Fig. 4(b) our algorithm is faster than the compared stateoftheart algorithms
for any image size (including GS04 for a single run) and it outputs the desired
number of equallysized compact superpixels.
EPFL Technical Report 149300 11
5 Superpixel Applications
Operating on superpixels instead of pixels can speed up existing pixelbased
algorithms, and even improve results in some cases [7]. For instance, certain
graphbased algorithms can see a 2 to 3fold speed increase using superpixels [3].
Of course, the superpixel generation itself should be fast for this to be practical.
Below, we consider two typical vision tasks that beneﬁt from using super
pixels: object class recognition and medical image segmentation. In each case,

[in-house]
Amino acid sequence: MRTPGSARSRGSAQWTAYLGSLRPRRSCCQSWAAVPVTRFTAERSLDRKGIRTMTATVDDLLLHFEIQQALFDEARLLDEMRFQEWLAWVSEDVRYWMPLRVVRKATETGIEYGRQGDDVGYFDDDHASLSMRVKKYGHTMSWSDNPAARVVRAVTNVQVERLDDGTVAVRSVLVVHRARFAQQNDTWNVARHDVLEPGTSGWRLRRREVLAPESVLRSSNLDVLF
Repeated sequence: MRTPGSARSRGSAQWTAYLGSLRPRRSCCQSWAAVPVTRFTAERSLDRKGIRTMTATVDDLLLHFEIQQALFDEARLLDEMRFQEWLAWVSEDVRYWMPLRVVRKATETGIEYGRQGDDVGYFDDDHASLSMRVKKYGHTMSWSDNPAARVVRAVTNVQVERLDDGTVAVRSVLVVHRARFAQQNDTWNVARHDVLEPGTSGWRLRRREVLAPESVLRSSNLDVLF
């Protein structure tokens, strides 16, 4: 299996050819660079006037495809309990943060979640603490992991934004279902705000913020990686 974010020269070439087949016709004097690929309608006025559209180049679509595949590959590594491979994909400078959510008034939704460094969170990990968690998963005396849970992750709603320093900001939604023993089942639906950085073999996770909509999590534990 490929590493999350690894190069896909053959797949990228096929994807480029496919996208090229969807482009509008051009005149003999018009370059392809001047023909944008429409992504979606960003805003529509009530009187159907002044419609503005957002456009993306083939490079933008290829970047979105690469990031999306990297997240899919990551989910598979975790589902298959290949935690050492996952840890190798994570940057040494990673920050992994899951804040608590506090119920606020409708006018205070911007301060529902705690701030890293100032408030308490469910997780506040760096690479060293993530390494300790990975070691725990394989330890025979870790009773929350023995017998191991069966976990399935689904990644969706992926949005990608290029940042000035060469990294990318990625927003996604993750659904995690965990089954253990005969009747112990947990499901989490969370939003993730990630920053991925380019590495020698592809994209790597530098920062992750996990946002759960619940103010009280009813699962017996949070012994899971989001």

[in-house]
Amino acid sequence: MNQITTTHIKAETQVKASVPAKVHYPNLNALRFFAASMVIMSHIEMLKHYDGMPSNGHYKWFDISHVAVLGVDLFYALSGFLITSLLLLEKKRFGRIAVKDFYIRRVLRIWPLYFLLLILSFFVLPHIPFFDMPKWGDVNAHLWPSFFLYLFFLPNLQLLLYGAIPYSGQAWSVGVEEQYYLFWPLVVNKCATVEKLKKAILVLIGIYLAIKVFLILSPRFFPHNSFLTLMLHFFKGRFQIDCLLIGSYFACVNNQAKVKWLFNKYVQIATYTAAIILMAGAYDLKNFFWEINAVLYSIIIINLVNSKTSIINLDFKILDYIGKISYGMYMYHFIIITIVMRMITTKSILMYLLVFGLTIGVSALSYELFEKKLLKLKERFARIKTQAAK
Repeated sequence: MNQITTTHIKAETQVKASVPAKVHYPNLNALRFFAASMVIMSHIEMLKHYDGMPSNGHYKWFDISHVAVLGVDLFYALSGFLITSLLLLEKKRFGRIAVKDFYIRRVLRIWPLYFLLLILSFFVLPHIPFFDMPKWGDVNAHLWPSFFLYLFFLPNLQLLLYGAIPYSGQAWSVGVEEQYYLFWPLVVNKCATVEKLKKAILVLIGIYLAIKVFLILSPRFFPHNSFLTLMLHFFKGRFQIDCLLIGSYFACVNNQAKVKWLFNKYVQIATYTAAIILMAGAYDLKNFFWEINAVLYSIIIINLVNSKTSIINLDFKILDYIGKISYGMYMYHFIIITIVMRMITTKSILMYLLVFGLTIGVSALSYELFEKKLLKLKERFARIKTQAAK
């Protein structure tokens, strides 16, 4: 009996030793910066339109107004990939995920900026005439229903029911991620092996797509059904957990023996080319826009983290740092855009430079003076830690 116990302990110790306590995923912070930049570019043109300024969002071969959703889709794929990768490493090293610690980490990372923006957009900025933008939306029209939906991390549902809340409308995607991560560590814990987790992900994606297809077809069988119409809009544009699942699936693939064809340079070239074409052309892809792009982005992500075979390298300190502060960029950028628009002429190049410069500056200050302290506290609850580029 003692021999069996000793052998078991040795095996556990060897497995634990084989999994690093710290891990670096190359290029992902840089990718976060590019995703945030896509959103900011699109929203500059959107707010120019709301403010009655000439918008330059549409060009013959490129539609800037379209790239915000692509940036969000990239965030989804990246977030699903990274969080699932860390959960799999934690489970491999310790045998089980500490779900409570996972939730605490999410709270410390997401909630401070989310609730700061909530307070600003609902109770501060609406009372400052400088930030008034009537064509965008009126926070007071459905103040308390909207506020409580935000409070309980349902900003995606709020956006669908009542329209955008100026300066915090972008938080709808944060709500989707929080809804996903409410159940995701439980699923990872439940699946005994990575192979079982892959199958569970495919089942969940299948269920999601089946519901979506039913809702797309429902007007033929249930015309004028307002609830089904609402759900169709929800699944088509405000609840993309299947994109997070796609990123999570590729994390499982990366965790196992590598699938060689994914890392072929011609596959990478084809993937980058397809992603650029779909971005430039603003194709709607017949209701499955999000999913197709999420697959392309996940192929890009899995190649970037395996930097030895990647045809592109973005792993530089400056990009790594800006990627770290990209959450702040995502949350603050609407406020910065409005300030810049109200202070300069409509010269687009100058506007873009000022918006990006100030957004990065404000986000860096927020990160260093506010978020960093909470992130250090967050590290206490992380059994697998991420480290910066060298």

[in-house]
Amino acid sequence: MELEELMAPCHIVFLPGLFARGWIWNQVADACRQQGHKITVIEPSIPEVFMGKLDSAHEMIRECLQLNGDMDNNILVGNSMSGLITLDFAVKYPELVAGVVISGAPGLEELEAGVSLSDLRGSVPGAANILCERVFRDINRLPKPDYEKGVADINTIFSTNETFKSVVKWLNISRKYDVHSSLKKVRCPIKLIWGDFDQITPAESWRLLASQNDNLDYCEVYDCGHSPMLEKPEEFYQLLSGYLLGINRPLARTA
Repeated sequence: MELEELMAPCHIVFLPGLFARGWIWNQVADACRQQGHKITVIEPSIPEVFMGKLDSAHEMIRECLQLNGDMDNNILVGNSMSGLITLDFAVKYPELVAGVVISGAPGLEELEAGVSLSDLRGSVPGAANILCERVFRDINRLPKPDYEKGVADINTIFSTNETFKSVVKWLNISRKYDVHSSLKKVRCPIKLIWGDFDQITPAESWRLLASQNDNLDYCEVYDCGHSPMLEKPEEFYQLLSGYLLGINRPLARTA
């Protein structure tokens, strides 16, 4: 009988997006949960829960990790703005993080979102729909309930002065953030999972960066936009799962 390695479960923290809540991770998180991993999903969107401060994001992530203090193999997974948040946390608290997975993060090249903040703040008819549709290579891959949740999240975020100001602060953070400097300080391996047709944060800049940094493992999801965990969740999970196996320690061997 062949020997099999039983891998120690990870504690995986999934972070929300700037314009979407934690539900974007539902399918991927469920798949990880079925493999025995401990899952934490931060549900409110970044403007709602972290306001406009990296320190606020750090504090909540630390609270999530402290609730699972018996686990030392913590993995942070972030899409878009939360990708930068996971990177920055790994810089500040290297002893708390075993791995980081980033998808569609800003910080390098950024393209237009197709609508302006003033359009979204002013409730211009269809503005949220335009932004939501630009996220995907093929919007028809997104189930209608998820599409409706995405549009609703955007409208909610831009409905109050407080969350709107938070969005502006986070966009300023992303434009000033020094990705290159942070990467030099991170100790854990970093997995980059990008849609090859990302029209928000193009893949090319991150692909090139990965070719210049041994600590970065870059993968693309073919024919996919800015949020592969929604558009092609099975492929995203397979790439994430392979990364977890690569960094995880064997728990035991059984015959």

superpixels have been shown to increase the performance of an existing algorithm
while reducing computational cost. We show that SLIC superpixels outperform
stateoftheart superpixel methods on these tasks, but with a lower computa
tional cost.
5.1 Object class recognition
Our ﬁrst task is to perform object class recognition for 21 object classes from
the STAIR vision library
5
based on the work of Gould et al [22]. Color, texture,
geometry, and location features are computed for each superpixel region. Then
boosted classiﬁers are learned using these features for each region class. Finally,
a Conditional Random Field (CRF) model is learned using the output of the
boosted classiﬁers as features. In the original work [22], NC05 is used to segment
each image (of size 320 × 240 pixels) into about 200 superpixels. By applying